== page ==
Marine technology: A voyage of discovery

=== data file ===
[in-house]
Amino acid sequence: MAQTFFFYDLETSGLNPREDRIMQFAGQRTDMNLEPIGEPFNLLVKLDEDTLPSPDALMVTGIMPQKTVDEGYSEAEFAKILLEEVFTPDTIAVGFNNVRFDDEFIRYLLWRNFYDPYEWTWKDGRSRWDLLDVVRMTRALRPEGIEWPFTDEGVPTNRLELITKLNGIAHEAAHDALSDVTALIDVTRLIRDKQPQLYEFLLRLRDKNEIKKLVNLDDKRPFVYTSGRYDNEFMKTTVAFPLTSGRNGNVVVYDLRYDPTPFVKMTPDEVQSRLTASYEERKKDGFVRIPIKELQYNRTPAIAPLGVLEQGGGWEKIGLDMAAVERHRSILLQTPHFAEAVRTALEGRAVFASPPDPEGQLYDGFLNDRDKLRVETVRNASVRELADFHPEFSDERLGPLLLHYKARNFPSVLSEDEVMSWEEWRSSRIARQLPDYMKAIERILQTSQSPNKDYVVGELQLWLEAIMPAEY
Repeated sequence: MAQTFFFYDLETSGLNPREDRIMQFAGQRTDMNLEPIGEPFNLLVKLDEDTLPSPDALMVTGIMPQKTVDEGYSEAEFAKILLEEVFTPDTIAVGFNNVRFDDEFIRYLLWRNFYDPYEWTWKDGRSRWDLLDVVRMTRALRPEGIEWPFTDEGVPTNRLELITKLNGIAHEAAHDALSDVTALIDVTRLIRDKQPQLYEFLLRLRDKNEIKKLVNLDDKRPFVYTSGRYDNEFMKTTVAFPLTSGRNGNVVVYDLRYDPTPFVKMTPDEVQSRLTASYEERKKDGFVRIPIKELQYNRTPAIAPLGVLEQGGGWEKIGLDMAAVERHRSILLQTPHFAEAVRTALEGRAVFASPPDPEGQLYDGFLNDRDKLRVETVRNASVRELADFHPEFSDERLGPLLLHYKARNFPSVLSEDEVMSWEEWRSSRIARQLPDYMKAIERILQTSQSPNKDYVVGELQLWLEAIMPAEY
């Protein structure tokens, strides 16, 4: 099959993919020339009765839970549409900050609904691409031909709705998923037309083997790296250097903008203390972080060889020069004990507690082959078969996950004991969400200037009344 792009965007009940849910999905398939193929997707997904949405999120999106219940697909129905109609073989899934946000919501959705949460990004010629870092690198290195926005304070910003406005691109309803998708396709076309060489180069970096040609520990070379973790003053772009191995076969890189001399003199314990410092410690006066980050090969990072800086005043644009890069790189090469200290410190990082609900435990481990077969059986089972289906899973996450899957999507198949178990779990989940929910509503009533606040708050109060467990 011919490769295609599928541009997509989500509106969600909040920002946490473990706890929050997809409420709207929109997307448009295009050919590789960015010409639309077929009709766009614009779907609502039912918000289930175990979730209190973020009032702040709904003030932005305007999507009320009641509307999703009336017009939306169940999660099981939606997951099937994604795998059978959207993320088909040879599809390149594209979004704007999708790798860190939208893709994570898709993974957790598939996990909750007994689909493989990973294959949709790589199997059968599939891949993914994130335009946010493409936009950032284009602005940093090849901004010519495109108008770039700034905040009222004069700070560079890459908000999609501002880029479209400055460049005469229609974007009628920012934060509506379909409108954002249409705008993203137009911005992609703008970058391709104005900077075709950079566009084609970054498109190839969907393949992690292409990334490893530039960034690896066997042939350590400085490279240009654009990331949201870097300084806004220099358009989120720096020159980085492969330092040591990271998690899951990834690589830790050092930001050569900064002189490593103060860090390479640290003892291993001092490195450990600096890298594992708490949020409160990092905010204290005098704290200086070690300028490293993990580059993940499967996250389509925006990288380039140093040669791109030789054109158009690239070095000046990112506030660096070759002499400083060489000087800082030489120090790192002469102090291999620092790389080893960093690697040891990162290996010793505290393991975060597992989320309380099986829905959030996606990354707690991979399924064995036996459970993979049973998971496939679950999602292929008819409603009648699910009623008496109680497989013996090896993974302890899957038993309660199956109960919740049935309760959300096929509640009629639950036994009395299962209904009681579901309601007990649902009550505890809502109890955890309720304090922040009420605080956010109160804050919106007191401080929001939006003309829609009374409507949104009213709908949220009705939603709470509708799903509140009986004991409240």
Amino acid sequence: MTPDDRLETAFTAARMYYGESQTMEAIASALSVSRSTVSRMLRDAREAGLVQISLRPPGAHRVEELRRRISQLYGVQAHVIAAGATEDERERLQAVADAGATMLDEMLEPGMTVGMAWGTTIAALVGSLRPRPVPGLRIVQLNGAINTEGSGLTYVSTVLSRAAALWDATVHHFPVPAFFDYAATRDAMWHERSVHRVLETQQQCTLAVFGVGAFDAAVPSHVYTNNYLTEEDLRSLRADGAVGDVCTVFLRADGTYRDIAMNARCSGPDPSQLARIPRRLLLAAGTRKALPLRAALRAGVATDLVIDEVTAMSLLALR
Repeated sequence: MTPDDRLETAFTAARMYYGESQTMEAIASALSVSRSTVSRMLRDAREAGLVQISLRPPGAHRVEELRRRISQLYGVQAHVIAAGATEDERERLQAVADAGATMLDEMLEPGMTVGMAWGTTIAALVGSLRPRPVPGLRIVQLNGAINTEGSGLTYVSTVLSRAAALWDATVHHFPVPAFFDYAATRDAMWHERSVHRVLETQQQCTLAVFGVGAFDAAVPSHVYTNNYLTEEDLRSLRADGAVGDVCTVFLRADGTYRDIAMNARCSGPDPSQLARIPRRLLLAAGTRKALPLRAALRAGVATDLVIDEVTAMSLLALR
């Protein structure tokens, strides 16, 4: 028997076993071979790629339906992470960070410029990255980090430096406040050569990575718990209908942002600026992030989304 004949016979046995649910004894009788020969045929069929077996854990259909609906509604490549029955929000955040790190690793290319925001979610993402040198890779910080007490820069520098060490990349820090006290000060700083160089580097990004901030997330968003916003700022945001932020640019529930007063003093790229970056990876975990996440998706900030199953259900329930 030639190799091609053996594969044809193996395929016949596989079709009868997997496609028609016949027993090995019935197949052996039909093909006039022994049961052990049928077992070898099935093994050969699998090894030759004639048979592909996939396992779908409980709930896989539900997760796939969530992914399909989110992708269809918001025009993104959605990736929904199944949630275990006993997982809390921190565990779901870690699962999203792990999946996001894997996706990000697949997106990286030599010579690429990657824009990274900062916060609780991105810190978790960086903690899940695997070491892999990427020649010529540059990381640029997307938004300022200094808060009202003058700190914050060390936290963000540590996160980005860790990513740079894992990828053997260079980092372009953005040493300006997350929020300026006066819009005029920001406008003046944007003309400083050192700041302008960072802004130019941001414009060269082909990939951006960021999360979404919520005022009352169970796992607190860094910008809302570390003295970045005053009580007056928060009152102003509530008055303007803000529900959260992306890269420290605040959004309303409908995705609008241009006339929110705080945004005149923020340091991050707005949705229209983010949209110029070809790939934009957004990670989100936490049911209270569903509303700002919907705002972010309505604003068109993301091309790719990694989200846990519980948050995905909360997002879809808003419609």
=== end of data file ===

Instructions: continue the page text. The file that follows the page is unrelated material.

IN THE days when Norsemen pillaged their way around the monasteries and villages of Europe, Norwegian shipwrights were at the forefront of naval architecture. They still are. is an important centre of innovation and several foreign companies have operations there, too. One such is the marine division of Rolls-Royce, a British firm, which is collaborating with Farstad, a shipping company based in Alesund, and , a shipbuilder. The result of their efforts is (pictured above), the first of a new class of vessels which bristle with novel technology that promises to make shipping safer, cleaner and cheaper.Far Solitaire has been designed as a platform-supply ship for the North Sea’s oil and gas industry. This means she is not a large vessel. She is 91 metres long (one-third of the length of a typical container ship), has a deadweight of 5,700 tonnes and cost about $70m. But some of the innovations she uses should be applicable to vessels of all sizes.At the moment she is being fitted out by STX OSV at its Langsten shipyard on Tomrefjord…

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